How can a poet born in the Western hemisphere, one who received the Nobel Prize for Literature mid-century, one whose work has been well-translated and reliably kept in print in English, one whose work still reads as modern and relevant, one whose gender might serve as a point of pride for feminists — how can she remain not only undersung among general readers of poetry but among American poets themselves? On the other hand, when I told my sister that I was working on an essay about the Chilean poet Gabriela Mistral and that I was worried, as I had been about a previous essay in the Undersung series about Eugenio Montale, whether Nobel laureates could actually be labelled “undersung,” my sister reminded me that 25% of all Americans believe that the sun revolves around the earth. I guess it’s no surprise Gabriela Mistral is not a household name from Maine to California. Assuming that a large percentage of practicing poets actually know which heavenly objects orbit which, it’s still true that many American poets have never read Mistral’s work – certainly not in its original language.
We’re a lazy bunch here in America, second-language-wise, despite the fact that whole sections of the government now print their official documents in Spanish and English. We’re a bilingual country without a bilingual population – bilingualism is taking its own sweet time to catch on. Hurry up, I feel like saying to my compatriots, learn Spanish and be ahead of the crowd! The benefit of doing so would be not only the ability to converse with and stand together with a growing portion of our fellow countrymen, but the ability to read Octavio Paz, Pablo Neruda, Vincente Aleixandre, Gabriel Garcia Marquez, Juan Ramon Jimenez, Mario Vargas Llosa, Camilo Jose Sela, Jose Saramago, Miguel Angel Asturias (all nine are Nobel Prize winners) and yes, Gabriela Mistral, in the language their work was written in. The current state of affairs seems to suggest that since Robert Frost said (I’m paraphrasing) that poetry is what gets lost in translation, we’ve given ourselves permission not to read translated poetry. After all, if Frost was right, what would be the point? Translated poetry would be an oxymoron. Thank God a few poets – oxymoronic, slippery fish – manage to reach our shores from time to time and make a contemporary splash: Wislawa Szymborska springs to mind, as do C.P. Cafavy and Czeslaw Milosz. But it’s not the feast we might enjoy if we were less Anglocentric. We have an unfortunate history of undervaluing anything — or anyone — that is outside the mainstream, as Langston Hughes understood when he translated this poem by Mistral:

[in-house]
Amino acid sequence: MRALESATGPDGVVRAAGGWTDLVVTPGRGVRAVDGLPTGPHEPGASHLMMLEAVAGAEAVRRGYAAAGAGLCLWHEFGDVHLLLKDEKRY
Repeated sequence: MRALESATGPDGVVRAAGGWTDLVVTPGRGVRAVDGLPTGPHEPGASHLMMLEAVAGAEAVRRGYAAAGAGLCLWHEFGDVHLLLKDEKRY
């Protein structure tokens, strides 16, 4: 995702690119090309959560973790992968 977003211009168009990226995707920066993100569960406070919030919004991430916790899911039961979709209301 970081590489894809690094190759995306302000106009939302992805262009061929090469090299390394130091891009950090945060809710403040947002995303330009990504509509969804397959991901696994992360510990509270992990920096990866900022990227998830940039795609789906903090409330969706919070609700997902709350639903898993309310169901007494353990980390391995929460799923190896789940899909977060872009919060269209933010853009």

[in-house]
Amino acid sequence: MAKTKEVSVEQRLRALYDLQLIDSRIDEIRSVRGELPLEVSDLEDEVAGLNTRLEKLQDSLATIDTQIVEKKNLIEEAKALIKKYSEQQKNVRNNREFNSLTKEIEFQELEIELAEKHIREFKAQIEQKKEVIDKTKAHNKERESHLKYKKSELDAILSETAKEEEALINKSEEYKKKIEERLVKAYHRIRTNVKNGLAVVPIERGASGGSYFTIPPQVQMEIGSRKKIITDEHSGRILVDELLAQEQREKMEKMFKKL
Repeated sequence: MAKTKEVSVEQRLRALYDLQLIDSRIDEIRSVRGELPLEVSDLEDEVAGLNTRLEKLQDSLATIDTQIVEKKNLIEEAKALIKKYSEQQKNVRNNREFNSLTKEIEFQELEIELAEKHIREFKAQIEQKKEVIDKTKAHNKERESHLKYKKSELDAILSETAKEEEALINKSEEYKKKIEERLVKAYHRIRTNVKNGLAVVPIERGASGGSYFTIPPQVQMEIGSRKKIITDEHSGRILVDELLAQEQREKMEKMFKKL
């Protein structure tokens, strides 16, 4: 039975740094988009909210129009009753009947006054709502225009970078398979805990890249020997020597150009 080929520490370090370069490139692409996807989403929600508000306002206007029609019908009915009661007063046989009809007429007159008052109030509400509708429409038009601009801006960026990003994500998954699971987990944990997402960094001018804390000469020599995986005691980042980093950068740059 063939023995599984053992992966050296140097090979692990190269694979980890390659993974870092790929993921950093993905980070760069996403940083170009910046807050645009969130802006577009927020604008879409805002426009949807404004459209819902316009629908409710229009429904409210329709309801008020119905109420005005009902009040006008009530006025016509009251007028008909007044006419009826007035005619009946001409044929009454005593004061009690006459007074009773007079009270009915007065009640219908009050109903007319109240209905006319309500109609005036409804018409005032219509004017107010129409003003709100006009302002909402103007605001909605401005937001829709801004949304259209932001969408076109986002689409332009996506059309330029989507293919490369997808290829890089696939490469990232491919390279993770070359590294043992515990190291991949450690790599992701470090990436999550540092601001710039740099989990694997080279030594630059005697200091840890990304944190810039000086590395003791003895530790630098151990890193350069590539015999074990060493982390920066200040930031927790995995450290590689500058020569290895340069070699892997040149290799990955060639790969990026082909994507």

The green and yellow parrot,
the saffron and green parrot,
called me “ugly,” squawking
with his devilish bill.
I am not ugly, for if I am ugly,
then my mother who looks like the sun is ugly,
the light that is part of my mother is ugly,
and the wind is ugly that sounds in her voice,
and ugly is the water that reflects her body,
and ugly is the world and He who created it…
The green and yellow parrot,
green and shimmering parrot,
calls me “ugly” because he has not eaten,
so I take him bread and wine,
for I am getting tired of looking at him
up there always posed, always shimmering.
Julie Larios writes poetry for both children and adults; several of her poems have appeared in the pages of Numero Cinq but she is proudest of her faux-translation “A Cow’s Life,” submitted five years ago to NC’s First Ever Translation Contest. She is the recipient of an Academy of American Poets prize and a Pushcart Prize, and her work has been chosen twice for The Best American Poetry series. Her Undersung series for Numéro Cinq has previously highlighted the work of R.F. Langley, George Starbuck, Robert Francis, Josephine Jacobsen, Adrien Stoutenburg, Marie Ponsot, Eugenio Montale, Alistair Reid, John Malcolm Brinnin, Ernst Jandl and The Poet-Novelist.